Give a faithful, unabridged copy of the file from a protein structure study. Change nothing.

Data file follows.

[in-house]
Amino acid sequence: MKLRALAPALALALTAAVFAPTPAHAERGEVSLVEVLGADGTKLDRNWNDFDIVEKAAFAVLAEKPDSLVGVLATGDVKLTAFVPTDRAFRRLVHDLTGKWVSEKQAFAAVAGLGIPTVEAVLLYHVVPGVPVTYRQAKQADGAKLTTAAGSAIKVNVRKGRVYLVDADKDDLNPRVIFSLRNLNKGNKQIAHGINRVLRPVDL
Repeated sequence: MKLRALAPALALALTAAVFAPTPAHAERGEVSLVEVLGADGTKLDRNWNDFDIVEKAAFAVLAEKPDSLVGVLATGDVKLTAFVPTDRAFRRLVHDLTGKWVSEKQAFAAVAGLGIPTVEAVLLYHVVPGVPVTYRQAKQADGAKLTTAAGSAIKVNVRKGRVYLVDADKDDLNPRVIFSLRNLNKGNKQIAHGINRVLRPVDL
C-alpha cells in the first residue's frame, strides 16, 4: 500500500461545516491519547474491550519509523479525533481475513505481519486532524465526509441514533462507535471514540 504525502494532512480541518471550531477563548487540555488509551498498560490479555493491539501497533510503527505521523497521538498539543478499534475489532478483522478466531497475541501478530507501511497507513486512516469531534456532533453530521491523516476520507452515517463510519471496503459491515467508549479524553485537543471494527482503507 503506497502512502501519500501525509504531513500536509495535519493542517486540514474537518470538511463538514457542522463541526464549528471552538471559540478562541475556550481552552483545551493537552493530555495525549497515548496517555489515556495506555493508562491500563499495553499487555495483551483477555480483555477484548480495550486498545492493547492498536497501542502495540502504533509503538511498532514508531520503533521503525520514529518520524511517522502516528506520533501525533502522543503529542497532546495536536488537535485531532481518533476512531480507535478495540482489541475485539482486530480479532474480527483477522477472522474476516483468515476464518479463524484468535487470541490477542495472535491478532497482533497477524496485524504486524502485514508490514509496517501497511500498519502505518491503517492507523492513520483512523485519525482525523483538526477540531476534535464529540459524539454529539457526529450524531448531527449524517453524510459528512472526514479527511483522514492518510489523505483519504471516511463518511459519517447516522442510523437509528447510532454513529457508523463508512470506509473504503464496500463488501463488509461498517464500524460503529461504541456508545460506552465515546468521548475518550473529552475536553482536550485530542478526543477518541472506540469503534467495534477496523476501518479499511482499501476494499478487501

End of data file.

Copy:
[in-house]
Amino acid sequence: MKLRALAPALALALTAAVFAPTPAHAERGEVSLVEVLGADGTKLDRNWNDFDIVEKAAFAVLAEKPDSLVGVLATGDVKLTAFVPTDRAFRRLVHDLTGKWVSEKQAFAAVAGLGIPTVEAVLLYHVVPGVPVTYRQAKQADGAKLTTAAGSAIKVNVRKGRVYLVDADKDDLNPRVIFSLRNLNKGNKQIAHGINRVLRPVDL
Repeated sequence: MKLRALAPALALALTAAVFAPTPAHAERGEVSLVEVLGADGTKLDRNWNDFDIVEKAAFAVLAEKPDSLVGVLATGDVKLTAFVPTDRAFRRLVHDLTGKWVSEKQAFAAVAGLGIPTVEAVLLYHVVPGVPVTYRQAKQADGAKLTTAAGSAIKVNVRKGRVYLVDADKDDLNPRVIFSLRNLNKGNKQIAHGINRVLRPVDL
C-alpha cells in the first residue's frame, strides 16, 4: 500500500461545516491519547474491550519509523479525533481475513505481519486532524465526509441514533462507535471514540 504525502494532512480541518471550531477563548487540555488509551498498560490479555493491539501497533510503527505521523497521538498539543478499534475489532478483522478466531497475541501478530507501511497507513486512516469531534456532533453530521491523516476520507452515517463510519471496503459491515467508549479524553485537543471494527482503507 503506497502512502501519500501525509504531513500536509495535519493542517486540514474537518470538511463538514457542522463541526464549528471552538471559540478562541475556550481552552483545551493537552493530555495525549497515548496517555489515556495506555493508562491500563499495553499487555495483551483477555480483555477484548480495550486498545492493547492498536497501542502495540502504533509503538511498532514508531520503533521503525520514529518520524511517522502516528506520533501525533502522543503529542497532546495536536488537535485531532481518533476512531480507535478495540482489541475485539482486530480479532474480527483477522477472522474476516483468515476464518479463524484468535487470541490477542495472535491478532497482533497477524496485524504486524502485514508490514509496517501497511500498519502505518491503517492507523492513520483512523485519525482525523483538526477540531476534535464529540459524539454529539457526529450524531448531527449524517453524510459528512472526514479527511483522514492518510489523505483519504471516511463518511459519517447516522442510523437509528447510532454513529457508523463508512470506509473504503464496500463488501463488509461498517464500524460503529461504541456508545460506552465515546468521548475518550473529552475536553482536550485530542478526543477518541472506540469503534467495534477496523476501518479499511482499501476494499478487501